We had a fascinating discussion with Kingsley Aikins, Chief Executive of The Networking Institute at our recent virtual members’ meeting on the importance of networking and how this has been affected by the lockdown.
Some of the many key points were:
Downtime presented by Covid-19 is an opportunity to audit your network. “When business is down that’s when you paint the shop”. Key questions to ask are: Is my network good enough for where I want to be in 5 years’ time? Where are the gaps? Who have I let slip? Can I segment my connections into contacts (lowest level), connections (we both know each other), relationships and friends?
Life is a game of inches – the margin between success and failure is so tight. In a very competitive world, you need every advantage you can get and having a strong and diverse network can make all the difference. Your network can help ‘tip’ a deal in your direction. It can be the nudge factor in a very competitive world where very often decisions can be 50/50.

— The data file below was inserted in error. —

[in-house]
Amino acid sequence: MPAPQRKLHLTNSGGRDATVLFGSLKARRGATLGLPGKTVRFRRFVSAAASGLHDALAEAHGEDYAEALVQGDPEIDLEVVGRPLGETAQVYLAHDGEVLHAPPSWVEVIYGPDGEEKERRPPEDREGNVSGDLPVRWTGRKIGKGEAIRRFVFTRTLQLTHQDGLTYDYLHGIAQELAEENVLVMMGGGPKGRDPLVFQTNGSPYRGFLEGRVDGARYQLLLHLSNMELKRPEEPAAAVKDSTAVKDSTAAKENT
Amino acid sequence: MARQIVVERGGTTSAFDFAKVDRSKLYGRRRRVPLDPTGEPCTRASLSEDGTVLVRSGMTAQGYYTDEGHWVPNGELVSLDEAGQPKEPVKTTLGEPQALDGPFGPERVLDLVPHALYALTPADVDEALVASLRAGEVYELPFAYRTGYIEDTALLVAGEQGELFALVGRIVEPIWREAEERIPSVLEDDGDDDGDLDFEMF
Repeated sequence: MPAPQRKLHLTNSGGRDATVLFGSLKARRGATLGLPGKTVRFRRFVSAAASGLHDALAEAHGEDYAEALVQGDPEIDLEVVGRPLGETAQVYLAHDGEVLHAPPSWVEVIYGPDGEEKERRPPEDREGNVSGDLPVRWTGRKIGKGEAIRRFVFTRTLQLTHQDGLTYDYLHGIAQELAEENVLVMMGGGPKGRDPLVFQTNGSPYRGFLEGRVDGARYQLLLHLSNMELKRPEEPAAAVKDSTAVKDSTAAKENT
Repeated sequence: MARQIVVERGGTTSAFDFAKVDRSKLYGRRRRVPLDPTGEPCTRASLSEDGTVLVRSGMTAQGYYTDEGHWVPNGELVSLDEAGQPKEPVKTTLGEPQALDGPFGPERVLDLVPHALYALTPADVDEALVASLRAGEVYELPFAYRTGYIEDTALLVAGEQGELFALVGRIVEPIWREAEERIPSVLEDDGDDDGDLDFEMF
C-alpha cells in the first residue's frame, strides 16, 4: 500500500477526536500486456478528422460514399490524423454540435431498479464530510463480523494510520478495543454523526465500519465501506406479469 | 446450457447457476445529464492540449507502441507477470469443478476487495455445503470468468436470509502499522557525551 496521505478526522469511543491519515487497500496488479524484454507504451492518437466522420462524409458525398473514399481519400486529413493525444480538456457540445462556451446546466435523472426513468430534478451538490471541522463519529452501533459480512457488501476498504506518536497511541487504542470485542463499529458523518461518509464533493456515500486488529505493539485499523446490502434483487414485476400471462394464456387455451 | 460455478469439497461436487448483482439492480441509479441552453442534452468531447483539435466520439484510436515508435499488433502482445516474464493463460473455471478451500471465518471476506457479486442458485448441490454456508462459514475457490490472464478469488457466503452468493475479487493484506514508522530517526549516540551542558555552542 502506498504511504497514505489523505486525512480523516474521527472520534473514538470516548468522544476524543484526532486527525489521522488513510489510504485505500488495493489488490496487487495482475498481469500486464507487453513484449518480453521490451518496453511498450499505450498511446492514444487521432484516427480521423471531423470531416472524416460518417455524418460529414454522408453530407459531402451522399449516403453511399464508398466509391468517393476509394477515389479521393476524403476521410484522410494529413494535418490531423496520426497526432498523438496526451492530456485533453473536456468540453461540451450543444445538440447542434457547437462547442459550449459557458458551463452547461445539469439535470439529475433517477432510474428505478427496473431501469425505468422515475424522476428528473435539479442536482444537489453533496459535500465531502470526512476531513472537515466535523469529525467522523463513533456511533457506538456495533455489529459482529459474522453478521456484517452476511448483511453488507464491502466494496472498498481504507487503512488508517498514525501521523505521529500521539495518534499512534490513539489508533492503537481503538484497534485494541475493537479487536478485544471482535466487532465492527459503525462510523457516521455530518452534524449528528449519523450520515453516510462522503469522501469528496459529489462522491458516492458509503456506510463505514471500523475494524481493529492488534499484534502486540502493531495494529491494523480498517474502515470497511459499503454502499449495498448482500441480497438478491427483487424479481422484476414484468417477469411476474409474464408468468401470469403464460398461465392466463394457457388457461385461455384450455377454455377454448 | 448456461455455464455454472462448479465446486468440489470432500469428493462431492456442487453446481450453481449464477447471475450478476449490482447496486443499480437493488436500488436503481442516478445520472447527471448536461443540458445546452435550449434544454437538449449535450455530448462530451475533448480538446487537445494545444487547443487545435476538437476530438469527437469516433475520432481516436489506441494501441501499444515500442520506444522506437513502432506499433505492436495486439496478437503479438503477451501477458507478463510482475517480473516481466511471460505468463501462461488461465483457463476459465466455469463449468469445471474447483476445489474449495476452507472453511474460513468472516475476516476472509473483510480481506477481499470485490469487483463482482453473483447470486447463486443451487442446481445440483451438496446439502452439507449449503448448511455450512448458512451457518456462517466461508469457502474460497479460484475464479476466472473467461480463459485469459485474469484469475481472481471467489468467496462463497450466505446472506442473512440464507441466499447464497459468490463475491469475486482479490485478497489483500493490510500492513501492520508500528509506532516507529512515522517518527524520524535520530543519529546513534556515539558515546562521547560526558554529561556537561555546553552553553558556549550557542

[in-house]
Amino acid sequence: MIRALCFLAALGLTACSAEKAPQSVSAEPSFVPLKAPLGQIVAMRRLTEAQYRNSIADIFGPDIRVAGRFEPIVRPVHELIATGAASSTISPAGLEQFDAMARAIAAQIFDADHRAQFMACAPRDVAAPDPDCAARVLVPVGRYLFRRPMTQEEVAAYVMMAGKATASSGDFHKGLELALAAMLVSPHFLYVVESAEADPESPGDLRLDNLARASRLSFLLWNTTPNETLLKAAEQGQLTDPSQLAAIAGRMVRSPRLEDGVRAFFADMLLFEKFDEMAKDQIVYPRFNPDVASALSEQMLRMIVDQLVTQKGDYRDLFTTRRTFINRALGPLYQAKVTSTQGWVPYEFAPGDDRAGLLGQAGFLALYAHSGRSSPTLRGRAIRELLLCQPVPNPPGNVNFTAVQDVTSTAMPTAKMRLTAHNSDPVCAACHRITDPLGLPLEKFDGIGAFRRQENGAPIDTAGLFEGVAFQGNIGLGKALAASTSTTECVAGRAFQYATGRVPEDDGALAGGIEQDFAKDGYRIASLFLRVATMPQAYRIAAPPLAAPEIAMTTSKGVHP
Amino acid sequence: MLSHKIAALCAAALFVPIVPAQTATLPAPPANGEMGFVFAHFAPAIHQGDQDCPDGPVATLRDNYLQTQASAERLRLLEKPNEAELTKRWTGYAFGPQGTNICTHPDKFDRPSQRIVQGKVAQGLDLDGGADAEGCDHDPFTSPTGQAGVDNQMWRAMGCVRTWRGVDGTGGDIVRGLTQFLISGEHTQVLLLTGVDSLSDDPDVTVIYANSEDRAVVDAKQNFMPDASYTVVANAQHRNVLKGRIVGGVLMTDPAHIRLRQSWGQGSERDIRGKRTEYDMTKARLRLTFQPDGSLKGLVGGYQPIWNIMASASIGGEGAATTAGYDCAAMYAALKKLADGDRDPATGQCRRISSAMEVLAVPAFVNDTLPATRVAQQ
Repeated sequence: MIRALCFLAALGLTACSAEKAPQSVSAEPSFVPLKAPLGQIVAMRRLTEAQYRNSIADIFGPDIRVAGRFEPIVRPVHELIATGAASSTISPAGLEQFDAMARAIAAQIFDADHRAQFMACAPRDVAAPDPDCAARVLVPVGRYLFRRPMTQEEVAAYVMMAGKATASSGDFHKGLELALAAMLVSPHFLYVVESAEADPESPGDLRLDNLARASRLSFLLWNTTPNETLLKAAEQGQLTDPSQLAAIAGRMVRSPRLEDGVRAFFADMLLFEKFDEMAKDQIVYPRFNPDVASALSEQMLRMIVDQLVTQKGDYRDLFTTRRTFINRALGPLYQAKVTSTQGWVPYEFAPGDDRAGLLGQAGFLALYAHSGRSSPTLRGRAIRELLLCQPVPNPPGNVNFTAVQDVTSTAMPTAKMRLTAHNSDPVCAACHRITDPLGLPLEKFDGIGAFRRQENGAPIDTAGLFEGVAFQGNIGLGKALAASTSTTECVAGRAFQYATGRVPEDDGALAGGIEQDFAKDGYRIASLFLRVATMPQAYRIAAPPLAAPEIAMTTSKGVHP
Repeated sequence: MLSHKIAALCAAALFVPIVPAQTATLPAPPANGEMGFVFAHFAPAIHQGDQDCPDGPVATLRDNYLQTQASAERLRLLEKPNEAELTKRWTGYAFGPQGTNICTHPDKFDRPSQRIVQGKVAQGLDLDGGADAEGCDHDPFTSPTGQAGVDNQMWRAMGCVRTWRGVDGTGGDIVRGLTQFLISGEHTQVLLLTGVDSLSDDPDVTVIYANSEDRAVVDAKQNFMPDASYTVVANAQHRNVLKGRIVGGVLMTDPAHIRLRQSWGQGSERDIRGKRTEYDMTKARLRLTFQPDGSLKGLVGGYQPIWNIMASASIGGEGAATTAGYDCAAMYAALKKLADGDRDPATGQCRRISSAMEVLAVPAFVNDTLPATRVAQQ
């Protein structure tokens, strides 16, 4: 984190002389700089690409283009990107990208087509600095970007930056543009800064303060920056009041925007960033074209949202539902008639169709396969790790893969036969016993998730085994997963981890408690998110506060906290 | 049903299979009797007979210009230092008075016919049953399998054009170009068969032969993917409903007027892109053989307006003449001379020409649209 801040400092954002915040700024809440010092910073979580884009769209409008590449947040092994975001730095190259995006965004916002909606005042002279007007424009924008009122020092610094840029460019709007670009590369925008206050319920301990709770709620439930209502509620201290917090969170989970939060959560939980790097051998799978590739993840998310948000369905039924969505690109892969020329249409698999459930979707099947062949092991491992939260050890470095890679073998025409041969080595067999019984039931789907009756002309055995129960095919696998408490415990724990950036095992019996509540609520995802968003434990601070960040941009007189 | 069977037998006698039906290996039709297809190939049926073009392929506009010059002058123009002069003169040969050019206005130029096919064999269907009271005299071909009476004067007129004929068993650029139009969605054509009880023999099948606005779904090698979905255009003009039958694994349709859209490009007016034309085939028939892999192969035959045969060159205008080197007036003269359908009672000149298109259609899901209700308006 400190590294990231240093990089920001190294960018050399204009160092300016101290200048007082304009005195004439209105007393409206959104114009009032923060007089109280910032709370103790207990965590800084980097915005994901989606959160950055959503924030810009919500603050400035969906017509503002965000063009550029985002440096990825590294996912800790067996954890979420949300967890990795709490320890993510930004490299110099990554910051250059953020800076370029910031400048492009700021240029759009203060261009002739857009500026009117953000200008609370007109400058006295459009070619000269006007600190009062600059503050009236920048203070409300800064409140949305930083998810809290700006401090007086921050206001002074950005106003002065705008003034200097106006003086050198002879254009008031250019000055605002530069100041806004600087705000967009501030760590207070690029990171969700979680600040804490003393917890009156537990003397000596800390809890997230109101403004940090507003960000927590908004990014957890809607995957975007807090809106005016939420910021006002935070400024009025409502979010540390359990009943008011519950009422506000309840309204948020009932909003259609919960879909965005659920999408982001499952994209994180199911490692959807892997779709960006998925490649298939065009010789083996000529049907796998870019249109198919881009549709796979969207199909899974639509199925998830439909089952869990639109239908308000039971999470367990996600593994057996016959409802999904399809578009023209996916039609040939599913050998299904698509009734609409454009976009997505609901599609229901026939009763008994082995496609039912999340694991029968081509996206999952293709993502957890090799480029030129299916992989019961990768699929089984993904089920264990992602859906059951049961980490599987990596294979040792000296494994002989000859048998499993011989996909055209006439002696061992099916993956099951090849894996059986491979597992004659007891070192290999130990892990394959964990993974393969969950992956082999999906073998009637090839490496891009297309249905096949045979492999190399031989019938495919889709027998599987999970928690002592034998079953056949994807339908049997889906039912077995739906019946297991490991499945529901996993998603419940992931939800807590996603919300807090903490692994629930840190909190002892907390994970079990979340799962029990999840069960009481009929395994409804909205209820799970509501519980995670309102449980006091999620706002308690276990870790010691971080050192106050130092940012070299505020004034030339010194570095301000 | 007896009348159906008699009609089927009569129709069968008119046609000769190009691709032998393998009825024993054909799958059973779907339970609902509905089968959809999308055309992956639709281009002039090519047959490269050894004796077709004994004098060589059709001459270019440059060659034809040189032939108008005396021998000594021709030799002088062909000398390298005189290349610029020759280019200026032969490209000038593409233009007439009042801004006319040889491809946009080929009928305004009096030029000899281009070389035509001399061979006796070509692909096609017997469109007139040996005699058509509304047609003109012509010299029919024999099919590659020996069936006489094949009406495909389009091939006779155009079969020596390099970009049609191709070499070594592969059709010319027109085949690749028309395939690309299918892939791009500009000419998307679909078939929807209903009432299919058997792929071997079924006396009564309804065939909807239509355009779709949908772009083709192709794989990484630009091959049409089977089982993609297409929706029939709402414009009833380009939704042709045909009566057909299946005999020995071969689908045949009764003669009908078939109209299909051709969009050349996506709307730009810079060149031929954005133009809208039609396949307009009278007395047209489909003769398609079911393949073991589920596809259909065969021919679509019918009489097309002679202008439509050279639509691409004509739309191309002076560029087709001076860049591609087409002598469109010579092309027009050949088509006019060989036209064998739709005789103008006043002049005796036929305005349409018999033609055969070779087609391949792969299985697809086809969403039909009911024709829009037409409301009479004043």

Contrary to what many people think, networking is all about giving not getting.
Decide what you want to be known for. Do you want to decide it or allow others to do so? Be in the driving seat by investing time in your network.
Make serendipity happen in a methodical and systematic way by your choices, behaviour and attitude.
You need mentors and sponsors i.e. people who will speak to you and people who will speak about you.
The number one key to being a successful networker is to be a world class listener – nobody can resist the power of rapt attention. Don’t be a narcissistic listener. Ask Who, What, Where, When, Why, How.
Don’t underestimate the power of decency, honesty and integrity. Introverts are often the best networkers because they tend to be authentic.
Every week you have 5 opportunities to network – breakfast, lunch, dinner – a cup of coffee during the day or a drink after work. If you just take two of these opportunities a week it amounts to 100 a year and begins to build up.